As Exxon begins looking to new corners of the world to boost its reserves (the company is also exploring areas near the Philippines, Madagascar, and Greenland), it appears the oil industry may be bullish on long-term prices.
However, the considerable drop of investment in oil exploration and production is set to bring the risk of oil prices hike in the future, the chief economist of the International Energy Agency (IEA) has warned.
“There is a huge reduction of investment on the oil industry sector, specially for development and exploration,” said Fatih Birol at a ministerial meeting of the Paris-based organization on Wednesday.
The economist pointed to a drop of US$ 100 billion in oil industry investment, which is a 20-per cent decrease compared with the level of 2008.
“If we continue with this under-investment, we may face difficulties in one or two years,” Birol said, explaining that once the economy regains its growth, the oil market demand will recover as well.
In that case, the short supply caused by low investment will endanger a stable oil price. Birol also denied any signs of investment resumption for the oil industry for 2010.
In Iraq though, there is a different picture playing out. Iraq’s oil minister recently said he expects his country to increase its oil production to 10-12 million b/d over the next six years from the current 2.5 million b/d, following agreement on two new oil service contracts.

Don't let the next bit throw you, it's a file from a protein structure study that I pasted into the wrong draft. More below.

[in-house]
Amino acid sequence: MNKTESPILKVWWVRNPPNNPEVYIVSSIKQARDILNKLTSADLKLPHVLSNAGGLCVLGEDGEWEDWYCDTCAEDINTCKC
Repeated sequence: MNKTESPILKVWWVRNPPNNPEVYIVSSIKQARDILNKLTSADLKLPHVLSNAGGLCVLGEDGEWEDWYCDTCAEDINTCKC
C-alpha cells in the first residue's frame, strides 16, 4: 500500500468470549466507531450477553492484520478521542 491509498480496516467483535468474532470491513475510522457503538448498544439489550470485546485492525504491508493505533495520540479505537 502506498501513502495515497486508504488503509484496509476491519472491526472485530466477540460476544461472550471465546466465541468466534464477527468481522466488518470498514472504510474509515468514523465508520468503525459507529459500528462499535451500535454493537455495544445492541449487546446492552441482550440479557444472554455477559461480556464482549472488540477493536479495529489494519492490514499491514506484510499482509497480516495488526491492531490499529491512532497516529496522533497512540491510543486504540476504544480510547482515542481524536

“What we expect from the first bid round and what we hope for from the second round is that Iraqi production will be between 10 to 12 million b/d, and this will make Iraq equal to the world’s biggest oil producers,” said Hussein al-Shahristani, referring to one auction in June and another due in early December.
Al-Shahristani’s remarks, which made no reference to the need to adjust production quotas set by the Organization of Petroleum Exporting Countries, came as international oil companies agreed to Iraq’s financial conditions for investment in two major oil fields, Zubair and West Qurna 1, in southern Iraq.
The minister said a consortium led by Italy’s Eni SPA had agreed to Baghdad’s offer of $2/bbl for each extra barrel of oil it extracts on top of the current production of 227,000 b/d at the 4.1 billion bbl Zubair field.
Al-Shahristani said he wanted oil production at the field to increase by 1.125 million b/d within 6 years’ time.
Meanwhile, the minister said that two competing consortia – one led by ExxonMobil Corp and the other by OAO Lukoil – had submitted bids that met Iraq’s conditions for the 8.6 billion bbl West Qurna 1 field.
The oil minister said it would also take two weeks to decide between the offers of the ExxonMobil-Lukoil consortia. ExxonMobil’s consortium includes Royal Dutch Shell PLC, while Lukoil is in partnership with ConocoPhillips.
Iraq has lured big oil firms into new service contracts on some of its giant oilfields by cutting taxes and sweetening terms to make the deals more profitable.
Lower taxes were the main factor that convinced firms they could turn a profit where they previously saw too much risk on punishing terms.
While Shell is working with Exxon for the West Qurna field, a consortium headed by Italy’s ENI (ENI.MI) said on Tuesday it signed a deal to develop the giant Zubair field for a remuneration fee of $2 a barrel.
At Iraq’s oilfield auction in June, the consortium refused to go below $4.40 a barrel.
Surely, the tides are a-changing.